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Govt threatens return to the drawing board on old RAH development

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The State Government has threatened to reject the proposal for the old Royal Adelaide Hospital site from the “preferred” developer – with which it has been negotiating for almost a year – and return to the drawing board.

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Urban Development Minister Stephen Mullighan told reporters this morning that the Government was in the final days of negotiations with developers John Holland and Commercial & General – and that it was a “live option” for the Government to abandon the deal and manage construction itself, using several smaller developers.

Asked what would happen if the State Government was not satisfied with the conglomerate’s final offer, Mullighan said: “We’ll get on and develop the precinct in the same way that we’ve developed the precincts of Bowden and Tonsley.”

“We will manage the process and we will invite separate developers to come in, take smaller proportions of the site and get on with those smaller proportions of the site.”

Mullighan claimed that that had “always been the case” – although Renewal SA Chairman John Hanlon said, when asked by InDaily earlier this year, that his organisation had not presented any Tonsley- or Bowden-style multiple developers option to Cabinet.

Hanlon told InDaily this afternoon that “what I said was that I’m not producing a counter-offer (for) the government”.

“What Cabinet has before (it) is an … offer.

“What we’re considering is the consortium’s offer.”

He said it had always been in the Government’s power to decline the consortium’s proposal and that the “fall-back” position was a public sector-led development like the higher density urban infill project being built at Bowden.

Mullighan told the press conference there would be no penalty to the state if it chose to reject the joint venture’s offer.

“The joint venture of John Holland and Commercial & General know that there is that live option of them missing out and not having the opportunity,” he said.

“That’s why we’ve been in such a good position to push them very hard about what their offer is – not just financially, but also how they propose to deliver the development.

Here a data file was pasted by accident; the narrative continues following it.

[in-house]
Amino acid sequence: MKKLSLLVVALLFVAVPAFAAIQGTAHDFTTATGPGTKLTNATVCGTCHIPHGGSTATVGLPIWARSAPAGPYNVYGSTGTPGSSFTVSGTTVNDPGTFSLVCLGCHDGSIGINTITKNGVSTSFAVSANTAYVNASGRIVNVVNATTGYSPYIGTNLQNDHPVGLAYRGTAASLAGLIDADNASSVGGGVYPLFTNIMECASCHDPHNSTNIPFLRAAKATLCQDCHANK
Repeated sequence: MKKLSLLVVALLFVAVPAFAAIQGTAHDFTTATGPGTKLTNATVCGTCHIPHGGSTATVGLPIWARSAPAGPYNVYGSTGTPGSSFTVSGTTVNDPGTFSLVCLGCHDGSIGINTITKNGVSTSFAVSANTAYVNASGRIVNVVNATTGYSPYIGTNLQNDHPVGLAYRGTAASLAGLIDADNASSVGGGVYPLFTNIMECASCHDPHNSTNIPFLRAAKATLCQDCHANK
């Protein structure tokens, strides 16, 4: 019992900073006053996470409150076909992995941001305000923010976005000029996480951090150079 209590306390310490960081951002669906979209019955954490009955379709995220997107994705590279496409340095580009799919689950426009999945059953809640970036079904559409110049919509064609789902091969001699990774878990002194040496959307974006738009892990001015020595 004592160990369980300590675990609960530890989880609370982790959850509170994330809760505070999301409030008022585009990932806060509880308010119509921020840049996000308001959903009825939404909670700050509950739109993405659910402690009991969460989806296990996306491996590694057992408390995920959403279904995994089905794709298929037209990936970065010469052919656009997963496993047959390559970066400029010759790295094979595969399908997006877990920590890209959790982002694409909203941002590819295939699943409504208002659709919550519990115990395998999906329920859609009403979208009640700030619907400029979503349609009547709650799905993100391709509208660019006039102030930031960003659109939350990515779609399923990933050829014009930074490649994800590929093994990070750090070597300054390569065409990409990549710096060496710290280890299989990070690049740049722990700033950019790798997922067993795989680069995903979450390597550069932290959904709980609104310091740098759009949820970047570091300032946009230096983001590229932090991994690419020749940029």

“They’re up against it to … try and convince the state that they are worth partnering with, rather than us master planning the development ourselves.”

The Government has been locked in exclusive negotiations with the “preferred proponents” since October last year.

“You can’t go into these negotiations giving these corporate entities the impression that it’s a fait accompli – that they will definitely win,” Mullighan said.

“We retain our full rights not to proceed with something.”

He said the Government would retain the central elements of the proposed development whether or not it chooses to accept the conglomerate’s offer.

“It will be that mixture of uses … returning some of the site to the Botanic Gardens, adaptively reusing and keeping the heritage buildings that line North Terrace, the development of a research and a development precinct to support activity on the site – and also, as we’ve had for many, many years, the continuation of residential living on the site.”

Late last year the Adelaide City Council passed a motion expressing “profound concern” at the inclusion of residential apartments in the State Government’s vision for North Terrace site.

Park lands advocates argue allowing private residential apartments to be built on the site runs against a “public land, public benefit” principle.

The conglomerate’s proposal – unveiled by the Government late last year – also features more than 1000 apartments, a massive 5-star hotel and the possible addition of a contemporary art gallery. An unpublished proposal, obtained by InDaily last year, also showed an underground recital hall and aged care facilities.

Commercial & General declined to comment.

A spokesperson for Mullighan rejected a report today that the developers had offered to withdraw the residential component of the proposal.

Mullighan also announced today that South Australian company McMahon Services had been selected as the “preferred contractor” for the first stage of demolition works at the old Royal Adelaide Hospital.

The East, Hone and Cobalt wings at the Eastern end of the site, bordering the Botanic Gardens, will be the first buildings bulldozed.

Each was built between 1950 and 1980 and some contain asbestos.

According to the Government, the cost of demolition and remediation of that part of the site will be “in excess of $150 million”.

Demolition works are due to begin in December.

The transfer of patients from the old Royal Adelaide Hospital to the new Royal Adelaide Hospital on the Western end of North Terrace was finished today.

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